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Changing market conditions emphasise the need for long-term focus: AustralianSuper

By Adrian Suljanovic
2 minute read

Australia's largest super fund has reported its first negative return since the GFC.

AustralianSuper’s Balanced option delivered an annual return of -2.73 per cent for the 2022 financial year, the first negative return since the global financial crisis.

Chief investment officer, Mark Delaney, has stressed that a long-term focus is crucial in maintaining members’ best interests.

Although the fund delivered a record-high return of 20.4 per cent in the 2021 financial year, the negative return reflected the challenging global investment conditions, heightened geopolitical tensions, rising inflationary pressures and interest rates over the last six months, according to Mr Delaney.

Mr Delaney expressed that “the focus for super members must be on the long term,” rather than pursuing a short-term focus, and actively investing in the best interests of members in order to ensure that members are in the best possible financial position when reaching retirement.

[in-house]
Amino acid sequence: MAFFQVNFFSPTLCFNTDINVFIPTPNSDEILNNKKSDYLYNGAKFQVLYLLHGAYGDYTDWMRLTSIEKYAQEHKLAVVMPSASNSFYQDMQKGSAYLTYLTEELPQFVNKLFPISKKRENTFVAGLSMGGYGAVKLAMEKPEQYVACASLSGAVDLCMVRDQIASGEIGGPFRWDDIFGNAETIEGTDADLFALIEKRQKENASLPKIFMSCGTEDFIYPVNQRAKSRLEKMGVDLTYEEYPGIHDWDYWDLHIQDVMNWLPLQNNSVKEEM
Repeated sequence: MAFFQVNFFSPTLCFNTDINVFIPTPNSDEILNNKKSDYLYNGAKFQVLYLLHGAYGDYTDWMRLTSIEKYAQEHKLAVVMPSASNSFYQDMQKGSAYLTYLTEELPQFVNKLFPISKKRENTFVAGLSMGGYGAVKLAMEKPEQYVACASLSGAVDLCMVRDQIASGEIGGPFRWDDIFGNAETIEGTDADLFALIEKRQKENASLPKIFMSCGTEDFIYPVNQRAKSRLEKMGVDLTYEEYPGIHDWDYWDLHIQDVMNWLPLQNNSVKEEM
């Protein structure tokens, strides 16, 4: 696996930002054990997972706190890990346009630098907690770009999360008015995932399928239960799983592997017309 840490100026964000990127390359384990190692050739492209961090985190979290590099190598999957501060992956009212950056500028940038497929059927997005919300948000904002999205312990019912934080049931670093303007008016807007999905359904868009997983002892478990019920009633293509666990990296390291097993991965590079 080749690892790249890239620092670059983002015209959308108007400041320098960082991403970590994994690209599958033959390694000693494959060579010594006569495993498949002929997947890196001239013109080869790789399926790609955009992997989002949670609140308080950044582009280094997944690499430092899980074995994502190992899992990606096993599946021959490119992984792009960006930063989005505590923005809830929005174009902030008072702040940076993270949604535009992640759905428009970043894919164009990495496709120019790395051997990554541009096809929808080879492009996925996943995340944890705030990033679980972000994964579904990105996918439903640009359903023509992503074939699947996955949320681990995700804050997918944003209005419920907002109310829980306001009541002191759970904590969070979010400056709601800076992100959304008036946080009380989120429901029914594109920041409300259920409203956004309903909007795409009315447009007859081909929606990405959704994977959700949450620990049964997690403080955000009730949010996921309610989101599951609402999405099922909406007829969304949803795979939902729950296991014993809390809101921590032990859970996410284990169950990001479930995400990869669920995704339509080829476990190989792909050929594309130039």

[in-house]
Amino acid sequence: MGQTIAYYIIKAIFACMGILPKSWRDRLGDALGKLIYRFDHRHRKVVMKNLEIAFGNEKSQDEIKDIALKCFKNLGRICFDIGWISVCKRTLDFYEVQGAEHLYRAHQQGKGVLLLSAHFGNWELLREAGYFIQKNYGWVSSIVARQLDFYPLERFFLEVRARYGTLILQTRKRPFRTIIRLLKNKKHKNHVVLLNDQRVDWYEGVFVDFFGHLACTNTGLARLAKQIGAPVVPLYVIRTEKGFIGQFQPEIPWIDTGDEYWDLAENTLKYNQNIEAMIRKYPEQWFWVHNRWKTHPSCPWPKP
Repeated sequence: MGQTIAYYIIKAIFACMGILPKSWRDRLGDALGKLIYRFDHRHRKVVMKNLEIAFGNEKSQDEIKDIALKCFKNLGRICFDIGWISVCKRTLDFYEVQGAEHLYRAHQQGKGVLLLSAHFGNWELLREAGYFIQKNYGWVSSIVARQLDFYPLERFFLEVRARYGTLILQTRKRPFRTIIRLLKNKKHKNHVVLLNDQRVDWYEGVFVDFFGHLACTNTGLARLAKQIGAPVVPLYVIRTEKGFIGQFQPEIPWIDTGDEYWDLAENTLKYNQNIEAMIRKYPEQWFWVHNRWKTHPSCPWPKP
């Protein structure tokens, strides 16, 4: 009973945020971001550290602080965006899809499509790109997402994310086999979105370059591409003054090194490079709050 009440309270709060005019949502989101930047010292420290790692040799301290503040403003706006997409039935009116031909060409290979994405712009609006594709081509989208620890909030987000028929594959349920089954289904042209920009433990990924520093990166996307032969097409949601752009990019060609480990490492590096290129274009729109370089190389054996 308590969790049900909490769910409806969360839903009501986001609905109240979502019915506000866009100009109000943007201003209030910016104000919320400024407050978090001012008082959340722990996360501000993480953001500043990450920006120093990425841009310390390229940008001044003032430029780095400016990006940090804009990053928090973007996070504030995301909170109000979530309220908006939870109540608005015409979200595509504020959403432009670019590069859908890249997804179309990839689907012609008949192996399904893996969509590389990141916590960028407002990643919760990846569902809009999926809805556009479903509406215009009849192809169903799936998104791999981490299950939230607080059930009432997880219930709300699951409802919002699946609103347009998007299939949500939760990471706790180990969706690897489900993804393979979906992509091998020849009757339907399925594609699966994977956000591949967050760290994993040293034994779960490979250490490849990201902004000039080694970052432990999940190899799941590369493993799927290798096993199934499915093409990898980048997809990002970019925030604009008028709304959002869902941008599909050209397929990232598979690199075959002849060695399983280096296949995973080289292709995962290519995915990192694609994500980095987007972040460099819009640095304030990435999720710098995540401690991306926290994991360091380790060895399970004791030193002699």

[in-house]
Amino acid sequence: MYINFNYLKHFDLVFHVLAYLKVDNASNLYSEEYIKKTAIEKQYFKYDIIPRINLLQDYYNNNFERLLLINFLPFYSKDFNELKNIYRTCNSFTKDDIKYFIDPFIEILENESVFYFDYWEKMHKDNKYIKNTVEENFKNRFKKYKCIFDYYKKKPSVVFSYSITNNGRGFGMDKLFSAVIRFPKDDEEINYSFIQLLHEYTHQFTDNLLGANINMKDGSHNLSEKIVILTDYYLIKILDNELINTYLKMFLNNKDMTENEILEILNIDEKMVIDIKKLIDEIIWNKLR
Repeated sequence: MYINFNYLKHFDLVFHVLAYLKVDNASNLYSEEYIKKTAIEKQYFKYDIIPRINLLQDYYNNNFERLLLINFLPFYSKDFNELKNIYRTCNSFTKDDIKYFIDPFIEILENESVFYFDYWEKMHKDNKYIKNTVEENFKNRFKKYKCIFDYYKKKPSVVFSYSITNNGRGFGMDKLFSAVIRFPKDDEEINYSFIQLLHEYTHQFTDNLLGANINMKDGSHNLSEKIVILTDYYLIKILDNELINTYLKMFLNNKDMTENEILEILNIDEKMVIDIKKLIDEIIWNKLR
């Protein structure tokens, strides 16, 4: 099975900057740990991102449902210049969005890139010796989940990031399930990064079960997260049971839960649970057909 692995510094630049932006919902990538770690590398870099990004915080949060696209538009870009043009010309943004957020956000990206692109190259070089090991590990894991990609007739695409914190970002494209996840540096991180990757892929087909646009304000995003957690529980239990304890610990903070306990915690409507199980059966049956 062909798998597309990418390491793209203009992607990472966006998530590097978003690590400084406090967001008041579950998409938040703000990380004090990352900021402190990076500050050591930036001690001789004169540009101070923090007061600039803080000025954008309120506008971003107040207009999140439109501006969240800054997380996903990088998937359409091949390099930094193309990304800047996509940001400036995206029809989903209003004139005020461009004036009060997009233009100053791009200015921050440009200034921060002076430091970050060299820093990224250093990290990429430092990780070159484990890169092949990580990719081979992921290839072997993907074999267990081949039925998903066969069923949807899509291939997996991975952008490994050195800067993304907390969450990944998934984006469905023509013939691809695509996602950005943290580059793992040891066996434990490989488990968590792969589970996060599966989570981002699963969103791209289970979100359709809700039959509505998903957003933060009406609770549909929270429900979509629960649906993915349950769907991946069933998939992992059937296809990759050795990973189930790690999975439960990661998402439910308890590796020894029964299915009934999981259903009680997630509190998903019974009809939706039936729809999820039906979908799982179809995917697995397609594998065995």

“As a long-term investor, we know from experience that while periods of market volatility can be unsettling, they also create new investment opportunities,” he said.

“AustralianSuper is actively looking for investment opportunities that have been mispriced by the market in the short term, while also making new investments where we see long-term value.”

Mr Delaney also claimed that if members had invested in the fund’s Balanced option for the past 20 years, their retirement savings would have quadrupled.

More than 90 per cent of AustralianSuper’s members have invested in the Balanced option, seeing returns of 5.59 per cent per annum over 3 years, 7.28 per cent over 5 years, 9.32 per cent over 10 and 6.13 per cent over 15 years.

Mr Delaney encouraged members to refrain from making decisions based on short-term market movements due to its volatility which “may see members worse off in the long run.”

Mr Delaney also said that the fund has started to “readjust to a more defensive strategy” as the economic cycle changes and as conditions become less supportive of growth asset classes such as shares.

“After more than 10 years of economic growth, our outlook suggests a possible shift from economic expansion to slowdown in the coming years,” he said.